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Verse-by-Verse Bible Commentary

Jeremiah 26:14

 

 

"But as for me, behold, I am in your hands; do with me as is good and right in your sight.

Adam Clarke Commentary

As for me, behold, I am in your hand - I am the messenger of God; you may do with me what you please; but if you slay me, you will bring innocent blood upon yourselves.


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Bibliography
Clarke, Adam. "Commentary on Jeremiah 26:14". "The Adam Clarke Commentary". http://odl.studylight.org/commentaries/acc/jeremiah-26.html. 1832.

The Biblical Illustrator


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Bibliography
Exell, Joseph S. "Commentary on "Jeremiah 26:14". The Biblical Illustrator. http://odl.studylight.org/commentaries/tbi/jeremiah-26.html. 1905-1909. New York.

John Gill's Exposition of the Whole Bible

As for me, behold, I am in your hand,.... In their power, as they were the chief court of judicature; and to whom it belonged to judge of prophets, and to acquit or condemn them, as they saw fit; wherefore he submits to their authority:

do with me as seemeth good and meet unto you; he was not careful about it; he readily submitted to their pleasure, and should patiently endure what they thought fit to inflict upon him; it gave him no great concern whether his life was taken from him or not; he was satisfied he had done what he ought to do, and should do the same, was it to do again; and therefore they might proceed just as they pleased against him.


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The New John Gill's Exposition of the Entire Bible Modernised and adapted for the computer by Larry Pierce of Online Bible. All Rightes Reserved, Larry Pierce, Winterbourne, Ontario.
A printed copy of this work can be ordered from: The Baptist Standard Bearer, 1 Iron Oaks Dr, Paris, AR, 72855

Bibliography
Gill, John. "Commentary on Jeremiah 26:14". "The New John Gill Exposition of the Entire Bible". http://odl.studylight.org/commentaries/geb/jeremiah-26.html. 1999.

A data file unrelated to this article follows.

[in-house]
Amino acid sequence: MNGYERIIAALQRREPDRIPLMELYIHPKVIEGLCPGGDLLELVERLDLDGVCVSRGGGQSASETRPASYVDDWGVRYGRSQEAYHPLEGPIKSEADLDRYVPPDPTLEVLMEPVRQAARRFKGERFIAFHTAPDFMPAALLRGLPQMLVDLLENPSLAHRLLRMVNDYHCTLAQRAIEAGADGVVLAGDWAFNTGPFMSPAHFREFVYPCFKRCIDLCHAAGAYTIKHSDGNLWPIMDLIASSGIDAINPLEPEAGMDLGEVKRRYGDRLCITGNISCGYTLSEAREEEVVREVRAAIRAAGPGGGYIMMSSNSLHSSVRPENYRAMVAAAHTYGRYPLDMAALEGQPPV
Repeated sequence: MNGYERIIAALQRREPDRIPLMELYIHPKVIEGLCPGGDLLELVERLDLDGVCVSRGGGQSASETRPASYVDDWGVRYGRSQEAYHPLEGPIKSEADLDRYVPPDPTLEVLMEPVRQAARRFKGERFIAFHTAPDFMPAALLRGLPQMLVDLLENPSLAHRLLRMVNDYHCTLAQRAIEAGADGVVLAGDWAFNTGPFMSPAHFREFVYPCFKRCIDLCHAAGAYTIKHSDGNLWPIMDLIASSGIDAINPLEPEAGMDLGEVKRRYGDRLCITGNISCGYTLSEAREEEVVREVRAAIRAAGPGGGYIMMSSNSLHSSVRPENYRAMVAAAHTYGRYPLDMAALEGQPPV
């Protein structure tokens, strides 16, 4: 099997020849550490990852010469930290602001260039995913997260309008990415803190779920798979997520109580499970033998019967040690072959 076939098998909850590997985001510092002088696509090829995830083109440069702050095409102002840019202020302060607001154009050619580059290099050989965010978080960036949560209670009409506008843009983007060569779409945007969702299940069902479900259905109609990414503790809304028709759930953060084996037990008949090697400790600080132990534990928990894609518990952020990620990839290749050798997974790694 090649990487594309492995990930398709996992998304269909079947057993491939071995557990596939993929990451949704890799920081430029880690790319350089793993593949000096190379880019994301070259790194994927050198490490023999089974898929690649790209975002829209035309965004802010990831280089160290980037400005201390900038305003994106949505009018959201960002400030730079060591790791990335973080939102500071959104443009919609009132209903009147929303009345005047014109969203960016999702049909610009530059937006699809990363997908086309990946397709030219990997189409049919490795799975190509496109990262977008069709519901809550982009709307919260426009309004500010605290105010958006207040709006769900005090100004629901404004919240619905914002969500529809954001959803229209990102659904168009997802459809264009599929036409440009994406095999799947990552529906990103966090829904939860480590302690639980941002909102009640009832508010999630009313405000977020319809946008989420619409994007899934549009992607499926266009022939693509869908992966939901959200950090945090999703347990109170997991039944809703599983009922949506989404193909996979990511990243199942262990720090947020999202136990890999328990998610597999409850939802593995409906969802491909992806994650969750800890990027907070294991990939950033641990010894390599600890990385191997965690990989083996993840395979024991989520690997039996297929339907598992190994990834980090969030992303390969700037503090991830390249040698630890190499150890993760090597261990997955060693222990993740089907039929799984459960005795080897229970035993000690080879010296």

Commentary Critical and Explanatory on the Whole Bible

Jeremiah‘s humility is herein shown, and submission to the powers that be (Romans 13:1).


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These files are a derivative of an electronic edition prepared from text scanned by Woodside Bible Fellowship.
This expanded edition of the Jameison-Faussett-Brown Commentary is in the public domain and may be freely used and distributed.

Bibliography
Jamieson, Robert, D.D.; Fausset, A. R.; Brown, David. "Commentary on Jeremiah 26:14". "Commentary Critical and Explanatory on the Whole Bible". http://odl.studylight.org/commentaries/jfb/jeremiah-26.html. 1871-8.

Calvin's Commentary on the Bible

Jeremiah, after having exhorted the princes, the priests, and the whole people to repent, and having shewn to them that there was a remedy for their evil, except by their obstinacy they provoked more and more the wrath of God, now speaks of himself, and warns them not to indulge their cruelty by following their determination to kill him; for they had brought in a sentence that he deserved to die. He then saw that their rage was so violent, that he almost despaired of his life; but he declares here that God would be an avenger if they unjustly vented their rage against him. He yet shews that he was not so solicitous about his life as to neglect his duty, for he surrendered himself to their will; “Do what ye please,” he says, “with me; yet see what ye do; for the Lord will not suffer innocent blood to be shed with impunity.”